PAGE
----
An author is seeking to shed light on the 'other' Big Four - a set of influential consulting firms that have a significant impact on Australian life.

KPMG, Deloitte, PricewaterhouseCoopers (PwC) and Ernst & Young (EY) have “fingers in all sorts of pies”, according to Stuart Kells, co-author of a new book The Big Four.

The collected revenue of the ‘other’ big four in Australia topped $7 billion last financial year, and has been growing at a high rate each year.

The analysts say these kinds of firms are making rampant acquisitions of everything from advertising agencies and marketing companies to law firms.

“Corporate auditing, government advice, not-for-profits, real estate, marketing, you name it,” Mr Kells has told reporters.

“The firms are incredibly important in Australia — they're proportionally larger here than anywhere else.

“The big four characterise themselves as multi-service firms, and they generally don't say no to anything.

“If you come to them with an opportunity in marketing, real estate — they'll be up for it,” he said.

Deloitte has bought more than 28 companies in the past four years – acquiring firms in sectors as diverse as identity security and virtual reality illustration.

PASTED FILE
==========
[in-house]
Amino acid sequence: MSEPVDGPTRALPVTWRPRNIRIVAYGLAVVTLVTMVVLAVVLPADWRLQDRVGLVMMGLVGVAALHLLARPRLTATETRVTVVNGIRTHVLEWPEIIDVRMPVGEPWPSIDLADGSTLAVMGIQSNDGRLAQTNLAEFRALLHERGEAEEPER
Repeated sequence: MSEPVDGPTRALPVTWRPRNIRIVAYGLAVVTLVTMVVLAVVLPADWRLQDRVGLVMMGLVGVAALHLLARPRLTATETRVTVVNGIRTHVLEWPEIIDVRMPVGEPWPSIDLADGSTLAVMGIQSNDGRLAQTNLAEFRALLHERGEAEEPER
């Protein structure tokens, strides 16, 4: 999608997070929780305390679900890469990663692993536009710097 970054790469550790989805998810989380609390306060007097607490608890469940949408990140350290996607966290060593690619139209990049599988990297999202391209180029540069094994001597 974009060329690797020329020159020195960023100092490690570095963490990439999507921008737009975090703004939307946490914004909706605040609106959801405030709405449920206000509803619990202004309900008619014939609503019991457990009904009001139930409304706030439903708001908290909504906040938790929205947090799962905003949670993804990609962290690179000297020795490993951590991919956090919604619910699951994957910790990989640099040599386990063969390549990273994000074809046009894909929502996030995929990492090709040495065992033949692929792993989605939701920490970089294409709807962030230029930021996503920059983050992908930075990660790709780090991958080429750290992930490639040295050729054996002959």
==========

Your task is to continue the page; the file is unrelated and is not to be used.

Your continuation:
EY has purchased a tax law firm, two data analytics units, a market research firm and many others.

PwC has picked up companies running infrastructure projects, an advertising agency and several more.

KPMG has made 16 acquisitions in the past four years in everything from engineering to market research.

The big four consultants are not listed on the stock exchange and do not release financial reports.

There are partnered with almost 2,500 groups in Australia, comprising tens of thousands of employees.

But there is no such thing as ‘too big to fail’, and the audit giants will have to respond to the same risks as any other firm.

“We see fundamental pressures in all the service lines,” Mr Kells said.

“Tax, advisory, audit, or some of the newer areas like law — all are subject to their own pressures. The rate of growth may well … stop”.